Hannah has been performing stand up comedy for a decade, creating a career based on self-deprecation. ‘Nanette’ is a declaration of her refusal to do so anymore. For those “existing in the margins” self-deprecation is not a show of humility, but a necessity to seek permission to speak, a required humiliation. Occasionally, Hannah is mistaken for a man, and is amused by those who frantically apologise after calling her ‘sir.’ Instead, she points out that the mistake allows her to briefly be “top-shelf normal, king of the humans…a straight white man.” And it is straight white men who are at the centre of Hannah’s anger. For the first time in history, men are a “sub category of human.” Campaigns such as #MeToo and podcasts such as The Guilty Feminist mean that they are no longer neutral category creators, but are a category themselves. The show ends on a piece she addresses directly to the white straight men in the audience. She doesn’t believe women are better than men; they are just as fallible, just as corruptible. But power is in male hands, and those hands are not up to the task of wielding such a weapon. When Hannah says “I am not a man-hater, but I am afraid of men” she summarises how many women feel. Being afraid when you are the only women in a room of men, or walking home, or waiting at a bus stop – it is not tangible and it is not hatred, but it is omnipresent and oppressive.

There is so much more to Nanette than I have explored here. Hannah makes her art history degree both hilarious and poignant, talks openly about how mental illness is ‘not a ticket to genius’ but a ticket to nowhere and brutally dissects the gendered boxes we create from day dot. If she does quit comedy it will be a monumental loss, but she is a sparkling addition to humanity. If you haven’t yet watched it I can only demand that you do; if you have already, I can only hope that you look at Van Gogh’s sunflowers in a new light.

Recovery

Almost two years ago, I found myself in a toilet stall in Malaysia, on the phone to my parents back at home, verbalising for the first time that my mind no longer felt like my own. After a month away from home, the Anorexia that had been controlling me through much of my final school year had grown into spitting, skeletal monster that had wrapped itself around my brain, distorting my perception of everything around me. The relief I felt when I finally said the words out loud was unparalleled, and in the weeks following my return home I felt like progress was being made. I had accepted I had a problem. I was receiving the counselling and nutritional guidance I needed. University still seemed like a sensible goal come October. Surely, the gap from diagnosis to full recovery would be a matter of months?

Unfortunately, this was not the case. I spent large parts of my recovery being told that I was brave for talking about my illness, and that I had overcome the biggest hurdle by accepting that I was unwell. But for several months after my first counselling session, I continued to feel that surge of euphoria when I stepped on the scales and the number dropped. I continued to weigh out my food, count my steps and calories, continued to overexercise. Recovery is not the neat, brief process I had imagined it to be, and accepting I was unwell was not the most difficult part. In fact, it became a new tool for the Anorexia to use; if I had accomplished this step, there was no need to try new foods or gain the weight back. As long as I was talking to people about the fact that I was unwell, I didn’t actually need to do anything to address the problem. I ended up in a bizarre situation where I could openly discuss my plans for recovery whilst edging closer to hospitalisation; I took a twisted pride in my manipulation of the situation, kidding myself that I was fooling those around me into believing I was engaging in recovery even whilst I faded into a bruised and delusional skeleton.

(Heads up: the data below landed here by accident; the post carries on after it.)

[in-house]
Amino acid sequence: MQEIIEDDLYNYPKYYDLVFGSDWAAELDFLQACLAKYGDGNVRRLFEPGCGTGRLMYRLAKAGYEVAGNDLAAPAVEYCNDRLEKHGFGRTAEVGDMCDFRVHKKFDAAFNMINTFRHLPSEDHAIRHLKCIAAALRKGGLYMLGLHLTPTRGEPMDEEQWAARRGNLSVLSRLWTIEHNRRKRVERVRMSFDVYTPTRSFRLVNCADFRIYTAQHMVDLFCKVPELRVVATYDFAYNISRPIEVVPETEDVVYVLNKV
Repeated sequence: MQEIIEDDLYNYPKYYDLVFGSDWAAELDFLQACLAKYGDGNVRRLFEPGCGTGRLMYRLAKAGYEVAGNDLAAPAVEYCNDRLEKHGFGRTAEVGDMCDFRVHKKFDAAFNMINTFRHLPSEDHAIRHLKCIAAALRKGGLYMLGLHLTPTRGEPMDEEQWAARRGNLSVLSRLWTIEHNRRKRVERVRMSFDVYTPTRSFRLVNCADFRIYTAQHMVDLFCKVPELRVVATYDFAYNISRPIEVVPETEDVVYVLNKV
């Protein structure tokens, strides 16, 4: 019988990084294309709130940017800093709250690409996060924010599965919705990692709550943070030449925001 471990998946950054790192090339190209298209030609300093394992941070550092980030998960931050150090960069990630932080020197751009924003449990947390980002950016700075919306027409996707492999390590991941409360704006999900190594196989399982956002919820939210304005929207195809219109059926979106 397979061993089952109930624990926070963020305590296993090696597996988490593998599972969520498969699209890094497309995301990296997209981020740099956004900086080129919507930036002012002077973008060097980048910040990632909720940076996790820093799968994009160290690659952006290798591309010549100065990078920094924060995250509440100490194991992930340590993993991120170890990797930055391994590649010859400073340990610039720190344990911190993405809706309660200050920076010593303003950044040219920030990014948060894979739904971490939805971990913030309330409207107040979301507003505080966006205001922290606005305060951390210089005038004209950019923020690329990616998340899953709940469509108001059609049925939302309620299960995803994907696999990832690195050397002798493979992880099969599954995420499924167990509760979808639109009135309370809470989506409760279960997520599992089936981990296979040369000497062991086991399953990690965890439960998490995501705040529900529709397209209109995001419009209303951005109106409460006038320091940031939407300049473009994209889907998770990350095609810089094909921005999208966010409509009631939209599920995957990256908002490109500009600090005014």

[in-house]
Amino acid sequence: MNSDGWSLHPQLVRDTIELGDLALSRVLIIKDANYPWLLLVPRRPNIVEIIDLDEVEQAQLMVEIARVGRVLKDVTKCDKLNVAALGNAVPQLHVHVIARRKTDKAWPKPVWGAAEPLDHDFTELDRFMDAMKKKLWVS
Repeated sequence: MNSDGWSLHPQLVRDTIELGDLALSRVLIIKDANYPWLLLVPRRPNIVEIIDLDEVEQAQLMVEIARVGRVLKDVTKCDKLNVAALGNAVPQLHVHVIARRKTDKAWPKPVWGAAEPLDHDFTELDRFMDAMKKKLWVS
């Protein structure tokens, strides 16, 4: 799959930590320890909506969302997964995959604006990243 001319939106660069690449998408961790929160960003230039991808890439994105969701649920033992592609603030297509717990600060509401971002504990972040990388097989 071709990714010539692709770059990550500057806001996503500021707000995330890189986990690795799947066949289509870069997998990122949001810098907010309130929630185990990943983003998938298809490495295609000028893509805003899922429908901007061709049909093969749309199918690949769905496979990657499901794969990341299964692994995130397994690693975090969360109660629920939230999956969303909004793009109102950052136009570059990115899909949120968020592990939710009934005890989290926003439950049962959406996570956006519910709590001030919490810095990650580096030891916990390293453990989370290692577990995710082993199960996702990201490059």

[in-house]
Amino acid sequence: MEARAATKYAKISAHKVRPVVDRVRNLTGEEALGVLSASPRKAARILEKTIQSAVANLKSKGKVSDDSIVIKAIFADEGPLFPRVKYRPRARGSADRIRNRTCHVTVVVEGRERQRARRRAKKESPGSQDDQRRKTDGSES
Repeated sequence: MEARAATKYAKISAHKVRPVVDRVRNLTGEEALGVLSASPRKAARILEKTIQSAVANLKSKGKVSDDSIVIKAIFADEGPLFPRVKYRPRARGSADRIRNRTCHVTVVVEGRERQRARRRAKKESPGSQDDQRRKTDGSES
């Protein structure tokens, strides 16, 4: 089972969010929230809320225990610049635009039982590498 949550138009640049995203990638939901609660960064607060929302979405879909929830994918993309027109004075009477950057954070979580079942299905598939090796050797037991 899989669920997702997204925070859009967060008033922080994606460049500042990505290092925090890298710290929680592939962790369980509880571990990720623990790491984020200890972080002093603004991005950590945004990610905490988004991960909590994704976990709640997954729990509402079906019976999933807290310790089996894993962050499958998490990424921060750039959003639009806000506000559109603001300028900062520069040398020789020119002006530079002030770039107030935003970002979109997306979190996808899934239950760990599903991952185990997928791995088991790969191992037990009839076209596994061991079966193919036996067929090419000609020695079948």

Recovery is not a smooth process, and it does not take mere months. I took an enforced gap year and when I finally reached university just over a year after my original diagnosis, it was not the experience I had been led expect from friends and the media. How to manage freshers’ week when you can’t bring yourself to drink alcohol for fear of ‘wasted’ calories? How to talk to someone you like when you are internally assessing every physical flaw you possess? How to deal with deadlines when you are too depressed to get out of bed? I made some fantastic friends, have a hugely supportive family and have medication to manage my depression, but first year has been a struggle. I have recently returned to counselling after verging on a relapse during exam season, and have been booked in for a bone density because I have not had a period in over two years. The fantasy of the rapid recovery I had talked about with my parents over the phone in Malaysia is laughable now, but not an uncommon perception. Mental health recovery is not smooth, it is not a journey of self discovery, it is not glamourous. I am still on antidepressants, still obsessed with food, still capable of spending hours at a time in front of a mirror dissecting my body. The body that may not be able to bear children because of what I have put it through, the body that I continue to berate and critique on a daily basis. 

Recovery is the best thing I have ever done, but let no one tell you that it is not brutal. It is necessary. It is the only option, but it may take years and it will not be without struggle. Do not be cosseted by the notion that talking is enough; it is crucial, but you have to act on your words. I have to act every day to prevent the monster feeding on my hunger, and it is empowering, exhausting and exhilarating all at once. But it is a battle I am proud of and a battle that is happening in every country, city and home every day. You are more than your illness, more than your recovery and every action you take creates a new identity that is not defined by these things.

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Previously posted on https://foodfitnessflora.blog